Our second concern with the approach proposed by Goldstein et al1 is that it does not capitalize on the advances in time-series methods for low-frequency-count data. Their approach instead uses linear regression models for outcomes likely to have very low frequencies. An important advance in generalized linear models in the early 1970s44 allows for more complicated forms of regression modeling that relax the assumption of linearity between predictor and response variables. Generalized linear modeling permits the expected value of the response variable to be a smoothed (eg, nonlinear) monotonic function of the linear predictors. Generalized linear modeling also relaxes the assumption of normal distribution for the response variable, allowing any distribution from the exponential family. For count data, means and variances can be modeled by discrete probability distributions, the most common being the Poisson, binomial, negative binomial, and geometric distributions. Poisson regression is a generalized linear model with Poisson-distributed response and a natural logarithm for the link function. This has become a common choice for epidemiologic models because it is well suited to low-frequency-count data like mortality.40,41,45,46 Although the choice of the link function used in generalized linear modeling is somewhat arbitrary, the function should nonetheless support the same range of values as the probability distribution (eg, a Poisson distribution is supported on [0, ∞], so a good link function would have a domain of [0, ∞], such as the natural logarithm function).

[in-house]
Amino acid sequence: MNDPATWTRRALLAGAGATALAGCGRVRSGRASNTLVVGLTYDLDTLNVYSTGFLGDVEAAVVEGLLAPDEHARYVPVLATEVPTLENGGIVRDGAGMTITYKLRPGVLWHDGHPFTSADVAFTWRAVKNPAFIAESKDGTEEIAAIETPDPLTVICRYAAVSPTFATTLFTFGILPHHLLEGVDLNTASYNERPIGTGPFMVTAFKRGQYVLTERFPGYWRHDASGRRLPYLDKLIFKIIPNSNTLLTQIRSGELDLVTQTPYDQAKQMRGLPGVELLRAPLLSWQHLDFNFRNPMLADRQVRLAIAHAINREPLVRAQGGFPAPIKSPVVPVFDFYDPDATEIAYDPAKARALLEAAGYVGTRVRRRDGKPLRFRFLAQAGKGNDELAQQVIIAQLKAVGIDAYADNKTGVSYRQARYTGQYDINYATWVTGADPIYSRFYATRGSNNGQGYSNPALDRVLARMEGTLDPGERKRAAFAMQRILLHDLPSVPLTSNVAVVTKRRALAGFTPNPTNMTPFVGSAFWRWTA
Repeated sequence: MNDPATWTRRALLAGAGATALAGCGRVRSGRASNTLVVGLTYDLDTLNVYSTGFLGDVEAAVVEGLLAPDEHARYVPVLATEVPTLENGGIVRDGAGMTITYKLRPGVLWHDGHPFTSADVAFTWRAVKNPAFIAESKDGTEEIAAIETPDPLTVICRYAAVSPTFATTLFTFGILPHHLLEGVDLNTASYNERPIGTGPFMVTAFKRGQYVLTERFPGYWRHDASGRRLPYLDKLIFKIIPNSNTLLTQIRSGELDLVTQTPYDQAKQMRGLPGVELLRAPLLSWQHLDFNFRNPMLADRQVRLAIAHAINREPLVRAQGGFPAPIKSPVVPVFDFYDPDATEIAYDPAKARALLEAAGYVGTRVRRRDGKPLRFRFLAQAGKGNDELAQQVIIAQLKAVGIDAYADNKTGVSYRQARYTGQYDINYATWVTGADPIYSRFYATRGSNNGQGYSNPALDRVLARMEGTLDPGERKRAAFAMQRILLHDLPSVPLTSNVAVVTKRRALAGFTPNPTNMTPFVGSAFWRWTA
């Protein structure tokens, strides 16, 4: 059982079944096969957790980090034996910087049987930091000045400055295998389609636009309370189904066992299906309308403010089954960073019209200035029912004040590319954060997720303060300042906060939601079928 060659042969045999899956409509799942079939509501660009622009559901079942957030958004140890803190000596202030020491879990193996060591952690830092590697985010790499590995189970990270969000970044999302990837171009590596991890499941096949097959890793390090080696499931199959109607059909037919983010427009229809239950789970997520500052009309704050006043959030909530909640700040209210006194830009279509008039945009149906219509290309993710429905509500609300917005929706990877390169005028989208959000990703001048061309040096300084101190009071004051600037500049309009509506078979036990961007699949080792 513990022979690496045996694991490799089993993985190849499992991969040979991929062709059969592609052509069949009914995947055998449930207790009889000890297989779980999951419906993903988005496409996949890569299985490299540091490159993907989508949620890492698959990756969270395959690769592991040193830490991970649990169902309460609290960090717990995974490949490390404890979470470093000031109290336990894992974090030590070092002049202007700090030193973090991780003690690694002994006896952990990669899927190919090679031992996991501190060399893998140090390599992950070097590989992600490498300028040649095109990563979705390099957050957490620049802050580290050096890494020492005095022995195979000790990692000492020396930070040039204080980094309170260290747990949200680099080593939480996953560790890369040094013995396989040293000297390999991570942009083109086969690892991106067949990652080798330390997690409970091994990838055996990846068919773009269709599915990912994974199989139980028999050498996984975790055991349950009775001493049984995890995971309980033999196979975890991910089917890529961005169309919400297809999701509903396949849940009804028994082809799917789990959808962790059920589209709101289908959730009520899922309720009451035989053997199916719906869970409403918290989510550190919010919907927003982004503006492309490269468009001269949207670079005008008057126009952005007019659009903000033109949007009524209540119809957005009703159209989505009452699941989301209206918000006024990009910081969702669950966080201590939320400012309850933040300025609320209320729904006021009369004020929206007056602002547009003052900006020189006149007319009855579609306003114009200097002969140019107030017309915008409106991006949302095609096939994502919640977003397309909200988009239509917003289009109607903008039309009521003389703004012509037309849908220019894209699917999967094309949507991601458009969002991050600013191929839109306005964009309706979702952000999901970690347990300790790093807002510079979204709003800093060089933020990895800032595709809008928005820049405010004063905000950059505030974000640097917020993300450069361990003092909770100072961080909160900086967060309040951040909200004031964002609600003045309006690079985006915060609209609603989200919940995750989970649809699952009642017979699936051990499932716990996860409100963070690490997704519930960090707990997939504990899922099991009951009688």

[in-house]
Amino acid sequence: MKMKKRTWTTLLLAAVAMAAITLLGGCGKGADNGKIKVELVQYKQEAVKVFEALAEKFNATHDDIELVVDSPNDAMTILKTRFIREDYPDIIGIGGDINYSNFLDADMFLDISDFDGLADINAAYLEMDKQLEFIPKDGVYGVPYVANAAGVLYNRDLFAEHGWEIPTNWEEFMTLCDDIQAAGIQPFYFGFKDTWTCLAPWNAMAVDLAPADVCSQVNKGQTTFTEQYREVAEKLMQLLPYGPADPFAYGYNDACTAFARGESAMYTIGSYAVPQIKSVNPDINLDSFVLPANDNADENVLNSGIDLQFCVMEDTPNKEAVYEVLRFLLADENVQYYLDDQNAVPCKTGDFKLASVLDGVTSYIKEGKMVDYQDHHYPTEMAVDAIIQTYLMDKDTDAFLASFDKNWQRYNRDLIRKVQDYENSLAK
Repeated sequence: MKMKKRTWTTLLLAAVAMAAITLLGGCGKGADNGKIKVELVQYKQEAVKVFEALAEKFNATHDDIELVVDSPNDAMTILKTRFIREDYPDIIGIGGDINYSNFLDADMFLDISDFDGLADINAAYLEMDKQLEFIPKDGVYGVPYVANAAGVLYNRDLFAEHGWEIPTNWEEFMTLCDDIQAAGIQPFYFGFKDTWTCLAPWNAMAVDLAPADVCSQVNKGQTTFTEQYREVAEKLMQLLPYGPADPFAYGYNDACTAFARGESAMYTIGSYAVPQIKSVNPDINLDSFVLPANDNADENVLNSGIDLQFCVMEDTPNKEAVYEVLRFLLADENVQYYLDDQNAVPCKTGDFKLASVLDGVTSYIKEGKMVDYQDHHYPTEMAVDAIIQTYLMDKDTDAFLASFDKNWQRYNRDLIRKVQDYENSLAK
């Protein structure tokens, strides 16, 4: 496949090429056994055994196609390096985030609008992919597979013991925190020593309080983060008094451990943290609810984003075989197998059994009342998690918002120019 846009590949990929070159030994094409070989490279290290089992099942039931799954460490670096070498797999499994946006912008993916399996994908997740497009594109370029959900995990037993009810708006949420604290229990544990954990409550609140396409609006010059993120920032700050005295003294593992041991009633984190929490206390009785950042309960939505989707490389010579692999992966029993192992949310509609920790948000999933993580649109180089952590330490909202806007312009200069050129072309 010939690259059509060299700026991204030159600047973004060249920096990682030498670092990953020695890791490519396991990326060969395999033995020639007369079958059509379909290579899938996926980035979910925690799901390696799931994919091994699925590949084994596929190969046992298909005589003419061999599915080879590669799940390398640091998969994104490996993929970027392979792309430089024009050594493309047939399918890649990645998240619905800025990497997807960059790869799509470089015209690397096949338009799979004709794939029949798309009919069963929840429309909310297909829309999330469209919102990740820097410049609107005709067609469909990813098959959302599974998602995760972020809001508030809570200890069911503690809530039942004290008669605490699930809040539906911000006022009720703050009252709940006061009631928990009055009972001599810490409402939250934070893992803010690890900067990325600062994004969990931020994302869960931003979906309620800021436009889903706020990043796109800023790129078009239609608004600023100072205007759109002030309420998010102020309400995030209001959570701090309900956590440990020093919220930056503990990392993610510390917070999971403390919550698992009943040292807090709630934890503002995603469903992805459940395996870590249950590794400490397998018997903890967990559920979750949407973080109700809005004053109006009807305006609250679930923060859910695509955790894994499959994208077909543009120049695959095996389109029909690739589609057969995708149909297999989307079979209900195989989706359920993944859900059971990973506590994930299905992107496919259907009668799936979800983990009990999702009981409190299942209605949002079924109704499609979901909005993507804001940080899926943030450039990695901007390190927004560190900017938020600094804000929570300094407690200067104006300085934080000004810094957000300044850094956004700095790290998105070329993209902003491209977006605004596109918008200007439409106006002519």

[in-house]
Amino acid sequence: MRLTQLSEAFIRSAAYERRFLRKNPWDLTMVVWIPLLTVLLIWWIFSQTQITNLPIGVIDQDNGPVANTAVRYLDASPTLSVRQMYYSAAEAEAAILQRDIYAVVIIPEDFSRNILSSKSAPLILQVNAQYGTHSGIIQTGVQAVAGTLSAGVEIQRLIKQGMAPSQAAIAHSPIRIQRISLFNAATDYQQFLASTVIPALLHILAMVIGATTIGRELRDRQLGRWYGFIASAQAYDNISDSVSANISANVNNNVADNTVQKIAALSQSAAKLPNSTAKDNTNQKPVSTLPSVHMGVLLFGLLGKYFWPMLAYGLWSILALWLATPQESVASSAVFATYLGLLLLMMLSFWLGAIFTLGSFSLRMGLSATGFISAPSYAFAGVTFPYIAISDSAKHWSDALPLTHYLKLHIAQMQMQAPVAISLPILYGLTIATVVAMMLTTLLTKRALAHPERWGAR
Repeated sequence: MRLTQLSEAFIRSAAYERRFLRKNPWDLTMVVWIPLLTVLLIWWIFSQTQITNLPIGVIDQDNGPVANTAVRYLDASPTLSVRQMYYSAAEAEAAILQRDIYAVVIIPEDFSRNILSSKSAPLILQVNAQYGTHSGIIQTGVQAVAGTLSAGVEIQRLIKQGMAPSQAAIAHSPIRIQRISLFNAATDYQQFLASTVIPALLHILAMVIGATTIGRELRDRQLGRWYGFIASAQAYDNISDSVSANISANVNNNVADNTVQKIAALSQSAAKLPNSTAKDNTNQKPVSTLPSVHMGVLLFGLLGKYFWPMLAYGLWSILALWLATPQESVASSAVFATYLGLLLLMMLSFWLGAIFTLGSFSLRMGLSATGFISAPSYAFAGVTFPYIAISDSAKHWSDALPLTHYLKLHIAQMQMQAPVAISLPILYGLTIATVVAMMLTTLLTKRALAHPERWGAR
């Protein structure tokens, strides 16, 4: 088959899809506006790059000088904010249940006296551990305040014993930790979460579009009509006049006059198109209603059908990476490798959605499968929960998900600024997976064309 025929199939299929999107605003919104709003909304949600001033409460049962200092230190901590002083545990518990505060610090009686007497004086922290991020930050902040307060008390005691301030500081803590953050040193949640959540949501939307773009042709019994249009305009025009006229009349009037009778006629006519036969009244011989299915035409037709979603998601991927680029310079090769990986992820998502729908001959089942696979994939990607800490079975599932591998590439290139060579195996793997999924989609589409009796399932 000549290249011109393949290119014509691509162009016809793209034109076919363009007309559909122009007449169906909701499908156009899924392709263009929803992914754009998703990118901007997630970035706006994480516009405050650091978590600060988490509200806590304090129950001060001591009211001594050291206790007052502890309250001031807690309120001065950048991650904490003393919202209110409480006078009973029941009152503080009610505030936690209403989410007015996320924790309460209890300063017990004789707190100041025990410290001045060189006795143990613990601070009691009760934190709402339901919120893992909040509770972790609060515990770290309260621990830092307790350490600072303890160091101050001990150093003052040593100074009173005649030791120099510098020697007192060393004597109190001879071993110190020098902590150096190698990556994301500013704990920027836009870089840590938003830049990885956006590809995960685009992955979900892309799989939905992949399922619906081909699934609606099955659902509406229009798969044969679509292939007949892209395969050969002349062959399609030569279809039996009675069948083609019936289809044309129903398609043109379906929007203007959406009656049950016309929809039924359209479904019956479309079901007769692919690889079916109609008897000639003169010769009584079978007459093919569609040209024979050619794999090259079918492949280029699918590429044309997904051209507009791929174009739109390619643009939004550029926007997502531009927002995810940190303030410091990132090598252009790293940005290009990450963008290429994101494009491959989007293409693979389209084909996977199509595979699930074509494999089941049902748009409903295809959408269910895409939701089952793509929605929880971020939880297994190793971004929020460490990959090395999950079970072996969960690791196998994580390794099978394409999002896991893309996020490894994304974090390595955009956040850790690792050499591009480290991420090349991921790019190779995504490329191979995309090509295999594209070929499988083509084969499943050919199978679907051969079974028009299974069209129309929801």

Poisson distributions are themselves limited by having a mean equal to the variance. This assumption is frequently violated when working with low-frequency-count data, and thus quasi-Poisson or negative binomial regression techniques are widely used in time-series studies using death certificate data.43,47–49 In these models, a second parameter is used to account for either overdispersion (variance > mean) or underdispersion (variance < mean). Other models—including zero-inflated,50 hurdle,51 finite mixture,52 generalized estimating equations,45 mixed/hierarchical generalized linear models,53 and generalized additive models54—can also provide flexible variance structures when working with mortality data. When modeling mortality data from national vital records, quasi-Poisson or negative binomial estimation techniques have statistical advantages (eg, fewer assumptions required) as well as practical advantages (interpretability) over standard linear regression. The limitations of traditional linear regression in estimating count-derived data have been noted in many fields.55–60 A serious limitation in the approach of Goldstein et al1 is their assumption that mortality count data can be adequately modeled with a normal probability distribution and corresponding error terms.